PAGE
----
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Exhibition brings together more than 200 of Leonardo da Vinci's greatest drawings
Leonardo da Vinci, A map of Imola, 1502. Photo: Royal Collection Trust / © Her Majesty Queen Elizabeth II 2019.


LONDON.- Marking the 500th anniversary of the death of Leonardo da Vinci, the exhibition brings together more than 200 of the Renaissance master's greatest drawings in the Royal Collection, forming the largest exhibition of Leonardo's work in over 65 years.

Drawing served as Leonardo's laboratory, allowing him to work out his ideas on paper and search for the universal laws that he believed underpinned all of creation. The drawings by Leonardo in the Royal Collection have been together as a group since the artist's death in 1519. Acquired during the reign of Charles II, they provide an unparalleled insight into the workings of Leonardo's mind and reflect the full range of his interests, including painting, sculpture, architecture, anatomy, engineering, cartography, geology and botany.

Revered in his day as a painter, Leonardo completed only around 20 paintings; he was respected as a sculptor and architect, but no sculpture or buildings by him survive; he was a military and civil engineer who plotted with Machiavelli to divert the river Arno, but the scheme was never executed; he was an anatomist and dissected 30 human corpses, but his ground-breaking anatomical work was never published; he planned treatises on painting, water, mechanics, the growth of plants and many other subjects, but none was ever finished. As so much of his life's work was unrealised or destroyed, Leonardo's greatest achievements survive only in his drawings and manuscripts.

The drawings in the Royal Collection have been together as a group since the artist's death, and provide an unparalleled insight into Leonardo's investigations and the workings of his mind. Leonardo firmly believed that visual evidence was more persuasive than academic argument, and that an image conveyed knowledge more accurately and concisely than any words. Few of his surviving drawings were intended for others to see: drawing served as his laboratory, allowing him to work out his ideas on paper and search for the universal laws that he believed underpinned all of creation.

The exhibitions Leonardo da Vinci: A Life in Drawing will include examples of all the drawing materials employed by the artist, including pen and ink, red and black chalks, watercolour and metalpoint. They will also present new information about Leonardo's working practices and creative process, gathered through scientific research using a range of non-invasive techniques, including ultraviolet imaging, infrared reflectography and X-ray fluorescence. The findings will be brought together in a groundbreaking new book, Leonardo da Vinci: A Closer Look, published by Royal Collection Trust in February 2019.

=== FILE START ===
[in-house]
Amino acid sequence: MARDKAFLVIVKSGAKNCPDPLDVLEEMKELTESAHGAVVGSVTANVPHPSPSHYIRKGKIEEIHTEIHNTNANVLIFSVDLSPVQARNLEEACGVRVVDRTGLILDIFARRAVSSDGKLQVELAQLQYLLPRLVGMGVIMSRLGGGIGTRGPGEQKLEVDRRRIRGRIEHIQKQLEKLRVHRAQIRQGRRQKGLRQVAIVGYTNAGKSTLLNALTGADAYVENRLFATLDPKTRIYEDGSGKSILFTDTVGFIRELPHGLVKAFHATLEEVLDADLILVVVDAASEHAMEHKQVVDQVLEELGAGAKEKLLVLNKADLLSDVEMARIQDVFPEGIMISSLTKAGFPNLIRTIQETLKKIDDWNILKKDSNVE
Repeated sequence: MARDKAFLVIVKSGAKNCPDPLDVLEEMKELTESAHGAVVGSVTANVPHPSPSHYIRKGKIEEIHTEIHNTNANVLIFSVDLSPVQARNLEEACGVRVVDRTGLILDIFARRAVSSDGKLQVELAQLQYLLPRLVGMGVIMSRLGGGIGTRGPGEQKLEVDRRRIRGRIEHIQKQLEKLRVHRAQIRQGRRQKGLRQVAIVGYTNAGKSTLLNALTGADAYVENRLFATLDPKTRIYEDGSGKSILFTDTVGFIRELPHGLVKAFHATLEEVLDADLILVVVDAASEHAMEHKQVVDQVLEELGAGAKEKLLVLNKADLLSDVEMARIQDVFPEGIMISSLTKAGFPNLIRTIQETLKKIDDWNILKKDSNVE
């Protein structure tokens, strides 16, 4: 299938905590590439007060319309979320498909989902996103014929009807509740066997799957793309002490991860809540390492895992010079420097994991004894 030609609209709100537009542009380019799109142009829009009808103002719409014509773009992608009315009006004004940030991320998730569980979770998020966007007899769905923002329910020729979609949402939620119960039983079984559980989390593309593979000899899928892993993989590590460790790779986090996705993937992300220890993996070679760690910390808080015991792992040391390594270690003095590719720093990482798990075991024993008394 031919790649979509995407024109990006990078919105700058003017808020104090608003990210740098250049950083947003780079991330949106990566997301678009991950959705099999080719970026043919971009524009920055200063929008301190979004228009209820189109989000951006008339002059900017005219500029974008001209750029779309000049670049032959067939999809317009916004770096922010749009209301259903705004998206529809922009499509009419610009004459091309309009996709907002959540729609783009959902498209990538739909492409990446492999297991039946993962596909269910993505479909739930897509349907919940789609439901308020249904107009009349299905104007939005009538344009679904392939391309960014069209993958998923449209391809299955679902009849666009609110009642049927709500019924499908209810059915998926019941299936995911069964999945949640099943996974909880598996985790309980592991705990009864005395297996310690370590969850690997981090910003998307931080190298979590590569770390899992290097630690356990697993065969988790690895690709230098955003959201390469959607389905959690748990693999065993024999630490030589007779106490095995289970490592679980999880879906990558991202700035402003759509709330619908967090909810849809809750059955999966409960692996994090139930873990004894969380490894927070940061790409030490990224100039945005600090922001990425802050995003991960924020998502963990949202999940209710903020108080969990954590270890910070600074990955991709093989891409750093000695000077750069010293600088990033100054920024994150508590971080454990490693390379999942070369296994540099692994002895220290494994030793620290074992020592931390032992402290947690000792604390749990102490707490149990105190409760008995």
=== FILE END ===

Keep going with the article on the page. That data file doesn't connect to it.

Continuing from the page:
Leonardo used ink made from oak galls and iron salts, which is transparent in infrared light, allowing his black chalk underdrawing to be seen for the first time. Examination of A Deluge, c.1517–18 revealed that beneath the pattern-like arrangement of rain and waves in brown ink, Leonardo drew a swirling knot of energy in black chalk at the heart of the composition. Similarly, in Studies of water, c.1510–12 he built up the image in stages, first creating an underlying structure of water currents in chalk and then adding little rosettes of bubbles on the surface in ink, almost as decoration.

All the drawings by Leonardo in the Royal Collection were bound into a single album by the sculptor Pompeo Leoni in Milan around 1590 and entered the Collection during the reign of Charles II. What appear to be two completely blank sheets of paper from this album will be on public display for the first time at The Queen's Gallery, Buckingham Palace. Examination in ultraviolet light has revealed these sheets to be Studies of hands for the Adoration of the Magi, c.1481 and among Leonardo's most beautiful drawings.

Leonardo executed the studies of hands in metalpoint, which involves drawing with a metal stylus on prepared paper. One of the sheets was examined at the UK's national synchrotron, the Diamond Light Source at Harwell, Oxfordshire, using high-energy X-ray fluorescence to map the distribution of chemical elements on the paper. It was discovered that the drawings had become invisible to the naked eye because of the high copper content in the stylus that Leonardo used – the metallic copper had reacted over time to a become a transparent copper salt. By contrast, A design for an equestrian monument, c.1485–8, which is drawn with a silver stylus, is still fully visible.

Martin Clayton, Head of Prints and Drawings, Royal Collection Trust, said, ‘The drawings of Leonardo da Vinci are a national treasure, both incredibly beautiful and the main source of our knowledge of the artist. We hope that as many people as possible across the UK will take this unique opportunity to see these extraordinary works, which allow us to enter one of the greatest minds in history, and to understand the man and his achievements.’





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